New Hungarian National Film Fund clears debts
The revolution in Hungarian film funding is beginning to bear fruit, according to the country’s state film topper, Hollywood producer Andrew Vajna.
The Budapest-born industryite was appointed last year by prime minister Viktor Orban’s right of center government following the collapse of debt-laden film funding body Hungarian Motion Picture Public Foundation (MMKA).
Sunday in Berlin, he claimed that he had ended corruption in the distribution of taxpayer coin for production support.
Vajna told a packed panel at Berlin’s Hungarian Cultural Center that “the film business in Hungary had been used to dividing the (public) money among themselves…we’ve put a stop to that.”
Fears that Vajna, with his Hollywood background — his credits include blockbusters “Rambo” and “Total Recall” — would favor commercial projects for funding over arthouse fare have not materialized: The four features greenlit for public coin this year are all from established arthouse names.
And Vajna’s new Hungarian National Film Fund made good on a promise to clear €15 million ($19.8 million) of debts and obligations owed to producers who had been left sitting on worthless letters of intent for movies and co-productions backed by the previous government or saddled with huge bank loans following the collapse of MMKA in 2010.
Anxiety over the future of Hungary’s generous 20% tax rebate for international and domestic productions has abated, as Vajna has secured annual funding for his new org via one of Hungary’s big three national lotteries. The government has also been won over by the economic value of incoming foreign production, Vajna told Variety.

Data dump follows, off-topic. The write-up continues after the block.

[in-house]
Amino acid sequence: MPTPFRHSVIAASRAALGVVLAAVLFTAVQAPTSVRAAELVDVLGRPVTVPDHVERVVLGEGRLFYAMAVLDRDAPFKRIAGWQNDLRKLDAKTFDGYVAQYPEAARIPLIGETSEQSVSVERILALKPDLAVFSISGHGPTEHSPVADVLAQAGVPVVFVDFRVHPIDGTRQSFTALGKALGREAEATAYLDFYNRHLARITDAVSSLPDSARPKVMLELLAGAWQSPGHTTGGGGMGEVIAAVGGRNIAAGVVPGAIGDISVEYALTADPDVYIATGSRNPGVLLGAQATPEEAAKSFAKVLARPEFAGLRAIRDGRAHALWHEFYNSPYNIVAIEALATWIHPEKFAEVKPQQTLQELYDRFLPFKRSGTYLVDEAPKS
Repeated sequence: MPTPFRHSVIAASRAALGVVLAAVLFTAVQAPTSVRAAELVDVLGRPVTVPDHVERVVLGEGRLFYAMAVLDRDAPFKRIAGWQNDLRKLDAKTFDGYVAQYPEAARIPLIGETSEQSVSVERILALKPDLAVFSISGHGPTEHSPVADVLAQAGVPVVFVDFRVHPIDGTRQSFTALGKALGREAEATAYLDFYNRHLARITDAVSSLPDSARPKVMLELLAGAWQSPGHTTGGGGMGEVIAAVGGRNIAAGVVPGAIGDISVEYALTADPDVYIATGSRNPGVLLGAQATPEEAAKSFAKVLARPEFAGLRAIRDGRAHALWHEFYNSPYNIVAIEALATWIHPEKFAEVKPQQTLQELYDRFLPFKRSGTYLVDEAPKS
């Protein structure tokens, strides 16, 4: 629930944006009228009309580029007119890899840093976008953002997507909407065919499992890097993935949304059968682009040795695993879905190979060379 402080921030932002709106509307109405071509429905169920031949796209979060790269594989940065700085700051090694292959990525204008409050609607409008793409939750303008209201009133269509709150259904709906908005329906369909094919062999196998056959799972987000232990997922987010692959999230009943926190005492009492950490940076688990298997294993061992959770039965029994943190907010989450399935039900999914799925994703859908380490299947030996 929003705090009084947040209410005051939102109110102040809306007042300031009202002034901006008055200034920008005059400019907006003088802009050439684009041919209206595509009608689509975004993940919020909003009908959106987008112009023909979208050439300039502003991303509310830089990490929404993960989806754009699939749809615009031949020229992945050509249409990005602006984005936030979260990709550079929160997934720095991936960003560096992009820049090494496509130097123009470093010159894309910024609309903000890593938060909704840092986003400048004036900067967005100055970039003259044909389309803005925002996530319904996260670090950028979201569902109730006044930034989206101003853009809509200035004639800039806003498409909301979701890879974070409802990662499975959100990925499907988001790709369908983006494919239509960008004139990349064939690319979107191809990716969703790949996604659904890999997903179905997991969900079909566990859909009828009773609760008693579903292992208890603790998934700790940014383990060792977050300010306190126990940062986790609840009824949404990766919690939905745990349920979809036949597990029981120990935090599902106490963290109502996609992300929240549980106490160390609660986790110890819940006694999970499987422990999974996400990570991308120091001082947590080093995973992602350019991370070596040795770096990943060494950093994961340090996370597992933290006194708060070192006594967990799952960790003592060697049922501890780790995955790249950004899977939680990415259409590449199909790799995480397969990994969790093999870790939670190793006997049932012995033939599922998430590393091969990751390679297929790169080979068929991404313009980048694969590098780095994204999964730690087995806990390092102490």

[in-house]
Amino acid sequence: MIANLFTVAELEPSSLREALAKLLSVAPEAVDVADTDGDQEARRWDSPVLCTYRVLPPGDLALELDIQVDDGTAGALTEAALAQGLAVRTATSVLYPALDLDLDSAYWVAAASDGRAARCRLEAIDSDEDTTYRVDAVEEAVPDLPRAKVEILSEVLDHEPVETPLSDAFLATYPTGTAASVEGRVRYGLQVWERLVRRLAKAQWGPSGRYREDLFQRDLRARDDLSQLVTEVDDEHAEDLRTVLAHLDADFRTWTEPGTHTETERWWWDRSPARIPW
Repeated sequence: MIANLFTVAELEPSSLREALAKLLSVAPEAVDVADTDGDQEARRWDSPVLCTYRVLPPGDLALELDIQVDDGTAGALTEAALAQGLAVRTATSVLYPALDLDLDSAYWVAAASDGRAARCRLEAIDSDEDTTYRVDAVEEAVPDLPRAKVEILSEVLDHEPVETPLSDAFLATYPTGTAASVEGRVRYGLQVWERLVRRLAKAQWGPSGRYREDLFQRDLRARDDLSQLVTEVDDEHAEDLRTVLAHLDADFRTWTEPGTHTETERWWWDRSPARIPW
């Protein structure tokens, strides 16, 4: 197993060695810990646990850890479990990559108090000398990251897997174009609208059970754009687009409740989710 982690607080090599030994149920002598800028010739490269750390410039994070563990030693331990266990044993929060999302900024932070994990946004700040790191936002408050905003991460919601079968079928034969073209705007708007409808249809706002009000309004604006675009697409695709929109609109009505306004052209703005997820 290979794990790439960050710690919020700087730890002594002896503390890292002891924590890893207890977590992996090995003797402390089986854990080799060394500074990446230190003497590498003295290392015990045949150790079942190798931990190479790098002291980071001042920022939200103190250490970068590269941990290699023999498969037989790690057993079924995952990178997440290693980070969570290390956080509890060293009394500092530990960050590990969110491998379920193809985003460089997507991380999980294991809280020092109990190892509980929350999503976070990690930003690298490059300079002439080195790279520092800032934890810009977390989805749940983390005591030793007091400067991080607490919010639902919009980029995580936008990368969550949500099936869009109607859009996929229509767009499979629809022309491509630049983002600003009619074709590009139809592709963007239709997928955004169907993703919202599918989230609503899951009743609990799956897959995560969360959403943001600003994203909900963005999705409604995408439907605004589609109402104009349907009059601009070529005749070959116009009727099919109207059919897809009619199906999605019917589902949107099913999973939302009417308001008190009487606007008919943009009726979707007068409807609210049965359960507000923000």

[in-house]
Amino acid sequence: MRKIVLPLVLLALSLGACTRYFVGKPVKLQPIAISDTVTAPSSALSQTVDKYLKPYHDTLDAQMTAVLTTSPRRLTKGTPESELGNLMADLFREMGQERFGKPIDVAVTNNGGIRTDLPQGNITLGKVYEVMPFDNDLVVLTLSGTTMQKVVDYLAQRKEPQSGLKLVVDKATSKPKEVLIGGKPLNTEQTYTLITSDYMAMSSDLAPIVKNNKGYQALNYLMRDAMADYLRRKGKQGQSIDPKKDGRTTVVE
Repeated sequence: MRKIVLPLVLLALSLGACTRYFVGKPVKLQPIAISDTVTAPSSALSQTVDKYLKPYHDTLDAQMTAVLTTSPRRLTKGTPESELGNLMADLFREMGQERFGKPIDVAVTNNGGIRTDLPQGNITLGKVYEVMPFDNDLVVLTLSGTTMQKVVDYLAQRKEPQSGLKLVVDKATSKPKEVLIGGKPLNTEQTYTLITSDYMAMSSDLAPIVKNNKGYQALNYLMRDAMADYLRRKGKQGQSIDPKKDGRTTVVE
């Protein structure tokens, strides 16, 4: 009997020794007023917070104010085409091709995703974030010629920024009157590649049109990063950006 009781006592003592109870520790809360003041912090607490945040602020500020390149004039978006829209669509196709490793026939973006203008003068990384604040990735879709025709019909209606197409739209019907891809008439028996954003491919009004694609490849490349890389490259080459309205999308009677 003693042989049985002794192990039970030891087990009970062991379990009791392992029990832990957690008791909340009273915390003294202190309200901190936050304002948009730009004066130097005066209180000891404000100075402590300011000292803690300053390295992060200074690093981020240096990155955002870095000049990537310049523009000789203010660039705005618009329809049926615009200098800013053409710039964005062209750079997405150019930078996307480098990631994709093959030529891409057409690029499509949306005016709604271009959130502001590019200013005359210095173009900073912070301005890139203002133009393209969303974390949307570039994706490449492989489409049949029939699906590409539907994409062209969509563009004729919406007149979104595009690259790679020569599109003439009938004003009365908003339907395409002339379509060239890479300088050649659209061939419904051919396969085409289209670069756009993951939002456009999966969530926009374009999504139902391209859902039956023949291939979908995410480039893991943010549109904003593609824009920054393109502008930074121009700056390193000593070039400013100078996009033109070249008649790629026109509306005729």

“Last year, €30 million ($39.6 million) in tax rebates were paid out for movie production, meaning that some €150 million ($198 million) entered the Hungarian economy from the film industry.”
He is meeting with Gjorgy Matolcsy, the finance minister, today to press the case for maintaining the priority given to the rebate scheme.
Vajna’s position remains controversial with some filmmakers, including director Bela Tarr, who’s opposed to him and the new system of film finance.
But others are willing to give a filmmaker with proven Hollywood chops a chance.
Viktoria Petranyi, who has produced films by arthouse director Kornel Mundruczo, told Sunday’s panel that keeping communication open is the way to “build trust” between filmmakers and the new funding gatekeeper.
Others, speaking on condition of anonymity, told Variety that complaints about Vajna are empty given the depth of corruption and cronyism that was an open secret in the Hungarian film world under the old system.
Zoltan Kovacs, Hungary’s state communication secretary told Variety that Vajna’s clean sweep is long overdue. “The government has been overseeing a major reboot of the entire system — putting a clear cap on public expenditure. The reboot of the Hungarian film funding system reflects that.”